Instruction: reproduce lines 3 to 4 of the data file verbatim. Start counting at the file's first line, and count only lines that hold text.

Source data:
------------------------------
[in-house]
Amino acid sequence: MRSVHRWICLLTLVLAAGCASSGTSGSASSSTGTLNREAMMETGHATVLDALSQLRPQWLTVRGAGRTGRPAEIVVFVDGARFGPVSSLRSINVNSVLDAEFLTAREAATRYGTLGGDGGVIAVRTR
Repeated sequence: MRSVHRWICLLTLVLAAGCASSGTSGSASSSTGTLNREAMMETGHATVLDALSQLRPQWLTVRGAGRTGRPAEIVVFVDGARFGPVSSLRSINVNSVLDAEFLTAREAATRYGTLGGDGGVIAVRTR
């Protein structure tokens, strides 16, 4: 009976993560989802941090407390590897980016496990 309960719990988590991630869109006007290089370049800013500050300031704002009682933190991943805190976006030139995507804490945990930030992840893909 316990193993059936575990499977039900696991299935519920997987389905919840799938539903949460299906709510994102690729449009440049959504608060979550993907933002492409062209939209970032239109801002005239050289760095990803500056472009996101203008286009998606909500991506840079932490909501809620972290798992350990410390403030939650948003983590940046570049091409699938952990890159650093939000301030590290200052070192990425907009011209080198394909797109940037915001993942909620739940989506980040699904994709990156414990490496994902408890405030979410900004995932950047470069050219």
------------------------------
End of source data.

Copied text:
Repeated sequence: MRSVHRWICLLTLVLAAGCASSGTSGSASSSTGTLNREAMMETGHATVLDALSQLRPQWLTVRGAGRTGRPAEIVVFVDGARFGPVSSLRSINVNSVLDAEFLTAREAATRYGTLGGDGGVIAVRTR
């Protein structure tokens, strides 16, 4: 009976993560989802941090407390590897980016496990 309960719990988590991630869109006007290089370049800013500050300031704002009682933190991943805190976006030139995507804490945990930030992840893909 316990193993059936575990499977039900696991299935519920997987389905919840799938539903949460299906709510994102690729449009440049959504608060979550993907933002492409062209939209970032239109801002005239050289760095990803500056472009996101203008286009998606909500991506840079932490909501809620972290798992350990410390403030939650948003983590940046570049091409699938952990890159650093939000301030590290200052070192990425907009011209080198394909797109940037915001993942909620739940989506980040699904994709990156414990490496994902408890405030979410900004995932950047470069050219």